Halona Blowhole and Beach Cove

By David Dondoneau

Halona Beach Cove and Blowhole, Oahu

Halona Blowhole, Oahu. Photo: Hawaii.com member Heather M.

The Hālona Blowhole is one of Hawai‘i’s natural wonders, created thousands of years ago when molten lava tubes were formed from volcanic eruptions. There aren’t any active volcanoes on O‘ahu anymore, but the blowhole remains a must-see scenic stop.

Hālona, in Hawaiian, means “lookout,” and visitors can see miles of pristine coastline waters from the lookout. On clear days, the islands of Moloka‘i and Lāna‘i can also be seen in the distance.

Beware of the Sometimes Violent Waters

Halona Beach Cove and Blowhole, Oahu

Halona Beach Cove and Blowhole, Oahu. Photo: Hawaii.com member Karen H.

The blowhole overlooks some of the most violent waters in Hawai‘i, and when the Ka‘iwi Channel is churning during the winter months, strong currents and big waves send waters rushing into the molten lava tubes below the lookout, sending geysers as high as 30 feet through the blowhole. The bigger the waves, the higher the geysers. Visitors can literally hear and feel the waters rumbling below just before the eruptions.

During whale season (late December through early April), visitors may also see whales breaching or spouting at the surface.

You Can Visit Iconic Halona Beach Cove

Halona Beach Cove and Blowhole, Oahu

Halona Beach Cove, Oahu. Photo: Hawaii.com member Kathy N.

Just below the scenic outlook is one of O‘ahu’s most iconic beaches, the Hālona Beach Cove. The “Peering Place” is mostly visited in the summer months when ocean is calm, and if you plan on walking down to the beach wear protective footwear for the steep, rocky descent. This is the beach made famous by the iconic love scene between Burt Lancaster and Deborah Kerr, who shared their epic kiss and rolled around in the surf and sand in the 1953 classic ”From Here to Eternity.” Recent moviegoers may be more familiar with the site as “Whitecap Bay,” from the fourth installment of the “Pirates of the Caribbean” movie series, dubbed “On Stranger Tides.”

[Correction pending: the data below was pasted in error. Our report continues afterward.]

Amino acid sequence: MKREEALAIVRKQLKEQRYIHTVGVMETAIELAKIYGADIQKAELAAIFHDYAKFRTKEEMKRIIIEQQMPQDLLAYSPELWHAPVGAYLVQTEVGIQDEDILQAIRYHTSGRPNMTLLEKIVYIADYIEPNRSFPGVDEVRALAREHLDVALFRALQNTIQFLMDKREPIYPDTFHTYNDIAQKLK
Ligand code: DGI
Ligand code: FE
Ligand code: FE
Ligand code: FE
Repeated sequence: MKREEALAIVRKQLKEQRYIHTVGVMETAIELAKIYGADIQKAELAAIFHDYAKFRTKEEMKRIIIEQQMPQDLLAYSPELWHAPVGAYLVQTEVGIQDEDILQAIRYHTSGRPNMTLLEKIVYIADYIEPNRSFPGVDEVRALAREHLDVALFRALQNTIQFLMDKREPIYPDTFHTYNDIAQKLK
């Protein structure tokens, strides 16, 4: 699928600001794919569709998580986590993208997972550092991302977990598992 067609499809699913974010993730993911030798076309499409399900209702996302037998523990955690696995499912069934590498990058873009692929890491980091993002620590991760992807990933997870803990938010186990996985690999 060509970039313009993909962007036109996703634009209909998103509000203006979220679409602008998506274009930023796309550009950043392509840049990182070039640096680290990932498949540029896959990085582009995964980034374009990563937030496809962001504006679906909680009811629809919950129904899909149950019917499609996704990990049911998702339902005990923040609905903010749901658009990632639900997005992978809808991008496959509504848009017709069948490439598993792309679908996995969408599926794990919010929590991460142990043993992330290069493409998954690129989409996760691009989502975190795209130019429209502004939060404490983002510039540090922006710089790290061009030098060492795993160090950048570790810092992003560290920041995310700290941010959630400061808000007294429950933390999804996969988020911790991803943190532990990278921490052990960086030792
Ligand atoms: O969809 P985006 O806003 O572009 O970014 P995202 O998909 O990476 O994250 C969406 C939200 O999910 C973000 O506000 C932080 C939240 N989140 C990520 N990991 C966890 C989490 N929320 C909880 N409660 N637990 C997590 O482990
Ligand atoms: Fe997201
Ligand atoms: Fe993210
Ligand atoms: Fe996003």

There is a Lava Tube at Halona Beach Cove

Halona Beach Cove and Blowhole, Oahu

Halona Beach Cove, Oahu. Photo: Hawaii.com member Margaret A.

At the back of the beach there is a long lava tube, or cave, that travels into the mountain. Bring a flashlight if you plan to explore it, and make sure you visit on a calm day when surf isn’t high.

The Drive There is Among the Most Scenic on the Island

Halona Beach Cove and Blowhole, Oahu

Halona Beach Cove and Blowhole, Oahu. Photo: Hawaii.com member John K.

The blowhole is just a 20-minute drive outside of Waikīkī and getting there is half the fun because you’re traveling on the scenic Kalaniana‘ole Highway that takes you past Hanauma Bay and Koko Head Crater and along the coastline. Have your camera ready as soon as you get past Hanauma Bay. You won’t be disappointed. Just a mile past the blowhole is the world-famous bodyboarding beach, Sandy Beach.

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